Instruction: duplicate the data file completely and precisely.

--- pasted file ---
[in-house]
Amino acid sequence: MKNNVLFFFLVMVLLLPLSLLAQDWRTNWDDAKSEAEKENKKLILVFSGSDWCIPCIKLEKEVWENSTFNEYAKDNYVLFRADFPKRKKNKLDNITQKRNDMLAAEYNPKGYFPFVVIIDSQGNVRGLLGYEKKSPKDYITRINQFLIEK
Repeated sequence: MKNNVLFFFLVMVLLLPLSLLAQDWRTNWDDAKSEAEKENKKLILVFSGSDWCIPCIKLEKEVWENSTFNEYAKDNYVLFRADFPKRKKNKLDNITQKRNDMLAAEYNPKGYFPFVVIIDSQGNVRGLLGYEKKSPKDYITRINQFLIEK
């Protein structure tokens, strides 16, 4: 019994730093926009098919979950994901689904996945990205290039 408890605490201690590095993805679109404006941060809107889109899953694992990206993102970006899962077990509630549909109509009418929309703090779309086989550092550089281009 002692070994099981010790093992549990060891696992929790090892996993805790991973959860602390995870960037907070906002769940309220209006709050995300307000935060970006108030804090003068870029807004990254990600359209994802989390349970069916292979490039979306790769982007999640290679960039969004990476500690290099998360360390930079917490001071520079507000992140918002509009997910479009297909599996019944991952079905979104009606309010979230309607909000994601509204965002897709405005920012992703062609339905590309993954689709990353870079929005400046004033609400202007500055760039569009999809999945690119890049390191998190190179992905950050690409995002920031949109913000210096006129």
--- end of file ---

[in-house]
Amino acid sequence: MKNNVLFFFLVMVLLLPLSLLAQDWRTNWDDAKSEAEKENKKLILVFSGSDWCIPCIKLEKEVWENSTFNEYAKDNYVLFRADFPKRKKNKLDNITQKRNDMLAAEYNPKGYFPFVVIIDSQGNVRGLLGYEKKSPKDYITRINQFLIEK
Repeated sequence: MKNNVLFFFLVMVLLLPLSLLAQDWRTNWDDAKSEAEKENKKLILVFSGSDWCIPCIKLEKEVWENSTFNEYAKDNYVLFRADFPKRKKNKLDNITQKRNDMLAAEYNPKGYFPFVVIIDSQGNVRGLLGYEKKSPKDYITRINQFLIEK
């Protein structure tokens, strides 16, 4: 019994730093926009098919979950994901689904996945990205290039 408890605490201690590095993805679109404006941060809107889109899953694992990206993102970006899962077990509630549909109509009418929309703090779309086989550092550089281009 002692070994099981010790093992549990060891696992929790090892996993805790991973959860602390995870960037907070906002769940309220209006709050995300307000935060970006108030804090003068870029807004990254990600359209994802989390349970069916292979490039979306790769982007999640290679960039969004990476500690290099998360360390930079917490001071520079507000992140918002509009997910479009297909599996019944991952079905979104009606309010979230309607909000994601509204965002897709405005920012992703062609339905590309993954689709990353870079929005400046004033609400202007500055760039569009999809999945690119890049390191998190190179992905950050690409995002920031949109913000210096006129």